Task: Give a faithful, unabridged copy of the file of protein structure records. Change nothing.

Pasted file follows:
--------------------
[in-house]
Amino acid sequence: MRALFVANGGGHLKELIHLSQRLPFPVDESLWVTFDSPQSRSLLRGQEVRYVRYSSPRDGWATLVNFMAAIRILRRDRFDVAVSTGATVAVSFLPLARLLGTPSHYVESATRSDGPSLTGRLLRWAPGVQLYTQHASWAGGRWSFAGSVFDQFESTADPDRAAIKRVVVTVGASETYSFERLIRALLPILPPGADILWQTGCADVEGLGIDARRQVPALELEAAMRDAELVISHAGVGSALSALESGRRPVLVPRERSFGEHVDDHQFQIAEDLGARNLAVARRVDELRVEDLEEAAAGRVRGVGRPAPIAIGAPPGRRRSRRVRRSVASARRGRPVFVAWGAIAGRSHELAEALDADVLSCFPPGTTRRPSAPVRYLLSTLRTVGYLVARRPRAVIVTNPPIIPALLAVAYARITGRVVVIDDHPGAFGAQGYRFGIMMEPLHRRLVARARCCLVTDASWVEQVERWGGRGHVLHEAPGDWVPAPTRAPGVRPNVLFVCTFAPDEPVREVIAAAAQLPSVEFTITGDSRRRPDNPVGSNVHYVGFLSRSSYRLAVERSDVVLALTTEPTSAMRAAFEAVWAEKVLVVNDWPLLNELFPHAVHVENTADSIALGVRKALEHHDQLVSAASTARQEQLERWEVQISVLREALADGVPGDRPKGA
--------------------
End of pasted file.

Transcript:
[in-house]
Amino acid sequence: MRALFVANGGGHLKELIHLSQRLPFPVDESLWVTFDSPQSRSLLRGQEVRYVRYSSPRDGWATLVNFMAAIRILRRDRFDVAVSTGATVAVSFLPLARLLGTPSHYVESATRSDGPSLTGRLLRWAPGVQLYTQHASWAGGRWSFAGSVFDQFESTADPDRAAIKRVVVTVGASETYSFERLIRALLPILPPGADILWQTGCADVEGLGIDARRQVPALELEAAMRDAELVISHAGVGSALSALESGRRPVLVPRERSFGEHVDDHQFQIAEDLGARNLAVARRVDELRVEDLEEAAAGRVRGVGRPAPIAIGAPPGRRRSRRVRRSVASARRGRPVFVAWGAIAGRSHELAEALDADVLSCFPPGTTRRPSAPVRYLLSTLRTVGYLVARRPRAVIVTNPPIIPALLAVAYARITGRVVVIDDHPGAFGAQGYRFGIMMEPLHRRLVARARCCLVTDASWVEQVERWGGRGHVLHEAPGDWVPAPTRAPGVRPNVLFVCTFAPDEPVREVIAAAAQLPSVEFTITGDSRRRPDNPVGSNVHYVGFLSRSSYRLAVERSDVVLALTTEPTSAMRAAFEAVWAEKVLVVNDWPLLNELFPHAVHVENTADSIALGVRKALEHHDQLVSAASTARQEQLERWEVQISVLREALADGVPGDRPKGA